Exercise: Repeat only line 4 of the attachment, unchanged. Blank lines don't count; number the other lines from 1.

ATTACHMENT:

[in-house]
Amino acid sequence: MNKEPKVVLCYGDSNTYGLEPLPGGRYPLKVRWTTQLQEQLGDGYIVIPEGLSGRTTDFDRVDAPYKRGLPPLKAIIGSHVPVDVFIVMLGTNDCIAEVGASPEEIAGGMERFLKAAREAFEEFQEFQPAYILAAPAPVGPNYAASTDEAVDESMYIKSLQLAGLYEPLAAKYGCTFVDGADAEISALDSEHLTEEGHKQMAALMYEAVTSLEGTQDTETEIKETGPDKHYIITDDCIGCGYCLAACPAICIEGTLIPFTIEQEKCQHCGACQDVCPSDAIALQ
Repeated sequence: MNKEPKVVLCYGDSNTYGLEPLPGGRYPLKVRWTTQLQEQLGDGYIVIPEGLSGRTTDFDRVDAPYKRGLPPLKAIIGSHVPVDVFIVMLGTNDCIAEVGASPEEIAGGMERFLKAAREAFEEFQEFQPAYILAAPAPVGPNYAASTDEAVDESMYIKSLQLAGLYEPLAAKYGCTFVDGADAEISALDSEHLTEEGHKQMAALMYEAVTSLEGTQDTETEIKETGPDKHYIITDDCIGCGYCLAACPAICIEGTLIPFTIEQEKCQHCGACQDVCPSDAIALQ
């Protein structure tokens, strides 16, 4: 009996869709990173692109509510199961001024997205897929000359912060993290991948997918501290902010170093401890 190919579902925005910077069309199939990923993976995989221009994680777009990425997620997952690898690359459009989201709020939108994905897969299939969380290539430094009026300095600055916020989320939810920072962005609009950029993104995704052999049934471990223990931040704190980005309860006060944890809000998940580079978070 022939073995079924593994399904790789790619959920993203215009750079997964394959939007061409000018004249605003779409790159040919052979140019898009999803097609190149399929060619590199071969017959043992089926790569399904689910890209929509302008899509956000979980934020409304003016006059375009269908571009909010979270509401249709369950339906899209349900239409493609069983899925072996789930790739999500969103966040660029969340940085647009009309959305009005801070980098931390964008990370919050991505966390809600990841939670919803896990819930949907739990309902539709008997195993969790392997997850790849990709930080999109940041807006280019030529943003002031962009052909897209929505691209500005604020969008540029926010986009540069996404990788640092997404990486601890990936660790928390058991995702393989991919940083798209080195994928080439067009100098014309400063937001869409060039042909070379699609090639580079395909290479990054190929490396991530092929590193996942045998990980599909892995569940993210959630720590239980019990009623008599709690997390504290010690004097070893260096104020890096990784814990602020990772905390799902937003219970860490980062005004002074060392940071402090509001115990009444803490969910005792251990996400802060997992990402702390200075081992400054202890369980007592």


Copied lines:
């Protein structure tokens, strides 16, 4: 009996869709990173692109509510199961001024997205897929000359912060993290991948997918501290902010170093401890 190919579902925005910077069309199939990923993976995989221009994680777009990425997620997952690898690359459009989201709020939108994905897969299939969380290539430094009026300095600055916020989320939810920072962005609009950029993104995704052999049934471990223990931040704190980005309860006060944890809000998940580079978070 022939073995079924593994399904790789790619959920993203215009750079997964394959939007061409000018004249605003779409790159040919052979140019898009999803097609190149399929060619590199071969017959043992089926790569399904689910890209929509302008899509956000979980934020409304003016006059375009269908571009909010979270509401249709369950339906899209349900239409493609069983899925072996789930790739999500969103966040660029969340940085647009009309959305009005801070980098931390964008990370919050991505966390809600990841939670919803896990819930949907739990309902539709008997195993969790392997997850790849990709930080999109940041807006280019030529943003002031962009052909897209929505691209500005604020969008540029926010986009540069996404990788640092997404990486601890990936660790928390058991995702393989991919940083798209080195994928080439067009100098014309400063937001869409060039042909070379699609090639580079395909290479990054190929490396991530092929590193996942045998990980599909892995569940993210959630720590239980019990009623008599709690997390504290010690004097070893260096104020890096990784814990602020990772905390799902937003219970860490980062005004002074060392940071402090509001115990009444803490969910005792251990996400802060997992990402702390200075081992400054202890369980007592």